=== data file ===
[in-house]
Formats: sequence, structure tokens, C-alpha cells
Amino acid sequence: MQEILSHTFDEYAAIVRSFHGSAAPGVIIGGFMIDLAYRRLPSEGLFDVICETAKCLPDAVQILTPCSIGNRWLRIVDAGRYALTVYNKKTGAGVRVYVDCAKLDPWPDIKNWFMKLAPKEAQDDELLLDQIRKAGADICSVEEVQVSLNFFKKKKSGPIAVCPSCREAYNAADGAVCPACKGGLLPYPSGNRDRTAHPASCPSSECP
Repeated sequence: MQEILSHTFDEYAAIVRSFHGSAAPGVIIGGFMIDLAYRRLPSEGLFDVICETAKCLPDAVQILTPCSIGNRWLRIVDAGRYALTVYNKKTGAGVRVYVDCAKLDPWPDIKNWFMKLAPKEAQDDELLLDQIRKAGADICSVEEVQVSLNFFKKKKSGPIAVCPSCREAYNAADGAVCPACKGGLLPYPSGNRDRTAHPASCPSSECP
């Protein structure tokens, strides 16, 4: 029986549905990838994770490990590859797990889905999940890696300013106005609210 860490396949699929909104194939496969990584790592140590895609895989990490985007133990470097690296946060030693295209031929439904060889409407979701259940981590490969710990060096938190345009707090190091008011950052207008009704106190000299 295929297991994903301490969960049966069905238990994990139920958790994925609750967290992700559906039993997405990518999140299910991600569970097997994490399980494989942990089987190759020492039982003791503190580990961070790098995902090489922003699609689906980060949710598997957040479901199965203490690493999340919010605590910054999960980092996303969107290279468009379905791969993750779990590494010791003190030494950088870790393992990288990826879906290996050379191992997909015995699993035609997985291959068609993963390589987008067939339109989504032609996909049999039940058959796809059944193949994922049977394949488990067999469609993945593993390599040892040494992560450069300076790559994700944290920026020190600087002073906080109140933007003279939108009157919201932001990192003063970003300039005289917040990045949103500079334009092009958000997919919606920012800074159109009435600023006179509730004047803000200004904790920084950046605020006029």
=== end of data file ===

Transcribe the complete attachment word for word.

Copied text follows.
[in-house]
Formats: sequence, structure tokens, C-alpha cells
Amino acid sequence: MQEILSHTFDEYAAIVRSFHGSAAPGVIIGGFMIDLAYRRLPSEGLFDVICETAKCLPDAVQILTPCSIGNRWLRIVDAGRYALTVYNKKTGAGVRVYVDCAKLDPWPDIKNWFMKLAPKEAQDDELLLDQIRKAGADICSVEEVQVSLNFFKKKKSGPIAVCPSCREAYNAADGAVCPACKGGLLPYPSGNRDRTAHPASCPSSECP
Repeated sequence: MQEILSHTFDEYAAIVRSFHGSAAPGVIIGGFMIDLAYRRLPSEGLFDVICETAKCLPDAVQILTPCSIGNRWLRIVDAGRYALTVYNKKTGAGVRVYVDCAKLDPWPDIKNWFMKLAPKEAQDDELLLDQIRKAGADICSVEEVQVSLNFFKKKKSGPIAVCPSCREAYNAADGAVCPACKGGLLPYPSGNRDRTAHPASCPSSECP
């Protein structure tokens, strides 16, 4: 029986549905990838994770490990590859797990889905999940890696300013106005609210 860490396949699929909104194939496969990584790592140590895609895989990490985007133990470097690296946060030693295209031929439904060889409407979701259940981590490969710990060096938190345009707090190091008011950052207008009704106190000299 295929297991994903301490969960049966069905238990994990139920958790994925609750967290992700559906039993997405990518999140299910991600569970097997994490399980494989942990089987190759020492039982003791503190580990961070790098995902090489922003699609689906980060949710598997957040479901199965203490690493999340919010605590910054999960980092996303969107290279468009379905791969993750779990590494010791003190030494950088870790393992990288990826879906290996050379191992997909015995699993035609997985291959068609993963390589987008067939339109989504032609996909049999039940058959796809059944193949994922049977394949488990067999469609993945593993390599040892040494992560450069300076790559994700944290920026020190600087002073906080109140933007003279939108009157919201932001990192003063970003300039005289917040990045949103500079334009092009958000997919919606920012800074159109009435600023006179509730004047803000200004904790920084950046605020006029």